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English Is Not a Dead Language Anymore

Myself, Bertha, and Gabriel aka the bodyguard
It started out as a simple idea: provide English classes to the community. After all, it is part of my job as a volunteer. The teacher I work with Gabriel was very excited and has always wanted to start a community based program. He loves English, understands its value in the workplace, academia, and travel, and has been promoting the language for more than 16 years. Now with the help of a Peace Corps Volunteer, he has the support to get the job done. However, he got more than he bargained for by underestimating the community's desire to learn. Word spread about my nightly English classes for adults in the neighborhood. The first class 5 people came, the next 17, then 35, 55, and finally 75! There I was, the Gringa, trying to teach the numbers from 1- 100 to 75 people in 1 hot classroom. There was a mixture of housewives, college students, teachers, and local thugs eyeing my laptop. The kids warned me about the unsavory characters and offered to walk me home in order to avoid any problems. It was quite the diaster; a segment from Boston Public or Dangerous Minds.

The next day, I told Gabriel about what happened and that we had to find a way to limit the number of students and keep shady characters out. The next night, he offered to be at the school's gate with a list of accepted students. He also had the help of two school security guards. As I was teaching, motivated housewives, college students, and professionals from the neighborhood, Gabriel and the security guards were dealing with an angry mob shouting they wanted English class from the Gringa!  Fortunately, Gabriel doesn't look like a regular pencil neck teacher and he had two armed men next to him. By the time my class was done, the frustrated crowd had gone home.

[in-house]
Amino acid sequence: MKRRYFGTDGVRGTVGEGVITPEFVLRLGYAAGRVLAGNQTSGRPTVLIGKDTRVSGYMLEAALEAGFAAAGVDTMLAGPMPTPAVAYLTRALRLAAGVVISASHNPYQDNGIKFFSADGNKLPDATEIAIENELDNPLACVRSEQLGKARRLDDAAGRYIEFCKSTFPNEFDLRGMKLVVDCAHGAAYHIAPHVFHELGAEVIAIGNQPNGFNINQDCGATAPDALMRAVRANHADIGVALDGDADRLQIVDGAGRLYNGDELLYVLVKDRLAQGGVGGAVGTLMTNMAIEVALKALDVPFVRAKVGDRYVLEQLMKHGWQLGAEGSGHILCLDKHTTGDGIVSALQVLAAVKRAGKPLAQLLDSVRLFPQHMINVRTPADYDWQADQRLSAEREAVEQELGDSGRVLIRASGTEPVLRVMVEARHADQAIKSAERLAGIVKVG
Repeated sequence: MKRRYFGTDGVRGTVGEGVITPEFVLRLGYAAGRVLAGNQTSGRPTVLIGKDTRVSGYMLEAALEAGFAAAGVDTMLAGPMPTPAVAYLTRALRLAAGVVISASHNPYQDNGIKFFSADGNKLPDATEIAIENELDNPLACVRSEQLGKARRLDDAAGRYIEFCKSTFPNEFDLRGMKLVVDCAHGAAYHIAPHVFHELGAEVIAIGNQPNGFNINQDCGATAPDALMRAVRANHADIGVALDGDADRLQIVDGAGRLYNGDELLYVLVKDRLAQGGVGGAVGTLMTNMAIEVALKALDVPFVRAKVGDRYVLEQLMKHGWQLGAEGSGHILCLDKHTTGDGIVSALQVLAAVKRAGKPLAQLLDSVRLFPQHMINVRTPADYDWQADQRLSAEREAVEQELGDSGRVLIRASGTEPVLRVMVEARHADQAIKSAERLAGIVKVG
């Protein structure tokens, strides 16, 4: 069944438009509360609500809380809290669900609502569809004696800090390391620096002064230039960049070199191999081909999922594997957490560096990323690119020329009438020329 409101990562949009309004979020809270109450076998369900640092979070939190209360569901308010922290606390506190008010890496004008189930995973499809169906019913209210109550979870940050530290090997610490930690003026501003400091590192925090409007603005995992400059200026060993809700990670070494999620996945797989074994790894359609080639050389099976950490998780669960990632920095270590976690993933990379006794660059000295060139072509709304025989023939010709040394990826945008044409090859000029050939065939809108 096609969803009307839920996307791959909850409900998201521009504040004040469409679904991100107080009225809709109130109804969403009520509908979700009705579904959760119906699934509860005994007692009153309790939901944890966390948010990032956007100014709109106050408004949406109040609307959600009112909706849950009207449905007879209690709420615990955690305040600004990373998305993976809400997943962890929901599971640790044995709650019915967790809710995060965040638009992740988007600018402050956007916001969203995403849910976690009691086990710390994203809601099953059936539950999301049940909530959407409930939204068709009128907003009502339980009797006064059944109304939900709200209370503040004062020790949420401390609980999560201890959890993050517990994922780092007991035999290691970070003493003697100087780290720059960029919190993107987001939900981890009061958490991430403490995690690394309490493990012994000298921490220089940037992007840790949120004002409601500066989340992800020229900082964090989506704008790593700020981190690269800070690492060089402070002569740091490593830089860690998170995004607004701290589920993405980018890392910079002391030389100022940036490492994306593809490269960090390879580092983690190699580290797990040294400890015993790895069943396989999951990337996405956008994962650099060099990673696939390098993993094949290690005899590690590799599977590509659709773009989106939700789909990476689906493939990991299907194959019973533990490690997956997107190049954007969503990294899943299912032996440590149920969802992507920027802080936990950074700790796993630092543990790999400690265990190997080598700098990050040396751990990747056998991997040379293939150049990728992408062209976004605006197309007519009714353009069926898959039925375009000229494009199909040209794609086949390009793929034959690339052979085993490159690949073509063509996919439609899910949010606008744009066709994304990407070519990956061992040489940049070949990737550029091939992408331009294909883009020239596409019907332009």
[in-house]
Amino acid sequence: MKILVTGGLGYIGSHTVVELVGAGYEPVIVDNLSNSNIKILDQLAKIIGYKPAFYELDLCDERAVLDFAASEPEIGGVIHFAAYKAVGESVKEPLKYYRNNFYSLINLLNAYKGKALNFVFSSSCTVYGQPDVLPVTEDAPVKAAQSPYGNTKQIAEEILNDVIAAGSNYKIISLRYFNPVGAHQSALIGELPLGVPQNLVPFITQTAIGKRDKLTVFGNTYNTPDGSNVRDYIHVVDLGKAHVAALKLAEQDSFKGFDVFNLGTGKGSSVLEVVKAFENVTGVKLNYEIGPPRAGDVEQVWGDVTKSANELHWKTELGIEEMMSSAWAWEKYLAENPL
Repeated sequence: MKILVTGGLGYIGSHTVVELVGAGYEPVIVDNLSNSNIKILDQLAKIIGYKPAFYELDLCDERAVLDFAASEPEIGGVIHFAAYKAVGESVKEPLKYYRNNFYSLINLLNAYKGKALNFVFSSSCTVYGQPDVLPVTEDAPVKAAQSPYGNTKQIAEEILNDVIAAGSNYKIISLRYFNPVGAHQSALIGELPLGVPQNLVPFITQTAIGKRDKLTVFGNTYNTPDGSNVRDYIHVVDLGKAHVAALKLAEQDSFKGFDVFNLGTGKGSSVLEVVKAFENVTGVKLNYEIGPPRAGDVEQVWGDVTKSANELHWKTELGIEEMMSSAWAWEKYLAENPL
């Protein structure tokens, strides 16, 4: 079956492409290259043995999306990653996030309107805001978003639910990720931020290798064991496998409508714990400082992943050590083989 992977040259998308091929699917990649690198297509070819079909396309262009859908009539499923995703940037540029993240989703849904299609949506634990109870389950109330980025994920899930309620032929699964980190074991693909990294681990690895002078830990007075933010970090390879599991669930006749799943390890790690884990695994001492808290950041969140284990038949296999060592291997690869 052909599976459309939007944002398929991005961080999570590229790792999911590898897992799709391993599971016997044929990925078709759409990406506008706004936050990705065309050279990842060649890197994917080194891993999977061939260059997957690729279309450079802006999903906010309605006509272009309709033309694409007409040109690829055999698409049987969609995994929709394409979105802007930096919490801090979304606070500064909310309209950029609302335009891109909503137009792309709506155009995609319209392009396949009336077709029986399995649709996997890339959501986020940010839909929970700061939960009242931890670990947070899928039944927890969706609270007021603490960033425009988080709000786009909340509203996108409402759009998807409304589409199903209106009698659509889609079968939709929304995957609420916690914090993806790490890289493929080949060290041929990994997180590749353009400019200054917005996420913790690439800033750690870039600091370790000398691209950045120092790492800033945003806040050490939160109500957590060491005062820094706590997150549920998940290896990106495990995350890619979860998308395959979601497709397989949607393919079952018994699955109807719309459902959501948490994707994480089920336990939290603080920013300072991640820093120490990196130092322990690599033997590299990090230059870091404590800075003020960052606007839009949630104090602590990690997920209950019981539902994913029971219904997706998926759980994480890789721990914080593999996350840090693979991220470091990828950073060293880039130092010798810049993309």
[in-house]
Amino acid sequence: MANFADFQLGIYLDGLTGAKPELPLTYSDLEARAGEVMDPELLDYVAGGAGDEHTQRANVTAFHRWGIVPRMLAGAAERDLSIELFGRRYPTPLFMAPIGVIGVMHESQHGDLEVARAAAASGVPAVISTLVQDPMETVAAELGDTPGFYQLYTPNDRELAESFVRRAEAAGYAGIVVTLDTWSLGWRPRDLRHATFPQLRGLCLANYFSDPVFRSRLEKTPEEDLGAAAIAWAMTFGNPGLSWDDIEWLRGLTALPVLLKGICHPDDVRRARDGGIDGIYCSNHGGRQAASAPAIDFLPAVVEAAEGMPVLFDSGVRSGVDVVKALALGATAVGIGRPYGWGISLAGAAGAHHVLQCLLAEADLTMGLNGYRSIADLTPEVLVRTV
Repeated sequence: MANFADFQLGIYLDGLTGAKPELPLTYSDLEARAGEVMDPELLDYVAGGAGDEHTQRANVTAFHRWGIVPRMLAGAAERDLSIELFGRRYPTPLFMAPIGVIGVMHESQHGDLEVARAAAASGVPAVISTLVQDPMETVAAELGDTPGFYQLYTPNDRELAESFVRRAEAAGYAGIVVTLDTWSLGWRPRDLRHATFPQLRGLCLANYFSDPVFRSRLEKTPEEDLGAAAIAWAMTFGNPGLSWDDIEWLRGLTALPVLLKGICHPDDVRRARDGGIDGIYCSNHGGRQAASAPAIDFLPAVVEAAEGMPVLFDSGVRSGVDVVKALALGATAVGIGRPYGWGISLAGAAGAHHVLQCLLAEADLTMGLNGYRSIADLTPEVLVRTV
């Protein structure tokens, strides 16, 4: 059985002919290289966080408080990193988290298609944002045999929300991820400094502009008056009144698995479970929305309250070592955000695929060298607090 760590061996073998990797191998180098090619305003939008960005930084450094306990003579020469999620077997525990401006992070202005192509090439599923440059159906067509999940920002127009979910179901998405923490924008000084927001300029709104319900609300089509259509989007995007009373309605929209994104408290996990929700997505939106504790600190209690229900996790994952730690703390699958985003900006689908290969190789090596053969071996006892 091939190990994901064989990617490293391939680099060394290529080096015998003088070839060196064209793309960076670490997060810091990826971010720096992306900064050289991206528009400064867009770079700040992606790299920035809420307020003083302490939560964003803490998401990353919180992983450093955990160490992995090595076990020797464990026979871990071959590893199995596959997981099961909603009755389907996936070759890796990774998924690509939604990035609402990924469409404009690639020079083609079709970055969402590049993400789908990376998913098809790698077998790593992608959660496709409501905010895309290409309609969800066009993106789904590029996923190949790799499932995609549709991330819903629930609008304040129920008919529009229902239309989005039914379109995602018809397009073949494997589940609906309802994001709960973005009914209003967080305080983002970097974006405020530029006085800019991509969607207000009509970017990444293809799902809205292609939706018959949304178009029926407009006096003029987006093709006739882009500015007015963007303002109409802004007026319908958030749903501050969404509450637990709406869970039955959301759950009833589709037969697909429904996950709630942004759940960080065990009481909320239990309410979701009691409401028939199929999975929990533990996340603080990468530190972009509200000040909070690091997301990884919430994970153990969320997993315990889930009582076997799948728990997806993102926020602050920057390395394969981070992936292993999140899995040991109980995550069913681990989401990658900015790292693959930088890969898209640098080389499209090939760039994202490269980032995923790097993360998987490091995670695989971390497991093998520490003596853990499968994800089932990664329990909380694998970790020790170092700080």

Now, things have calmed down. Last night, I had a great class with 15 members of the community asking each other what do you do and where do you live? I love to hear them speak English. Most of them had English classes in school but, have never spoken it. They learned some grammar and vocabulary as if it were Latin. It is good to know that English is not a dead language anymore, at least in Barrio Nuevo Bosque de Cartagena, Colombia. 


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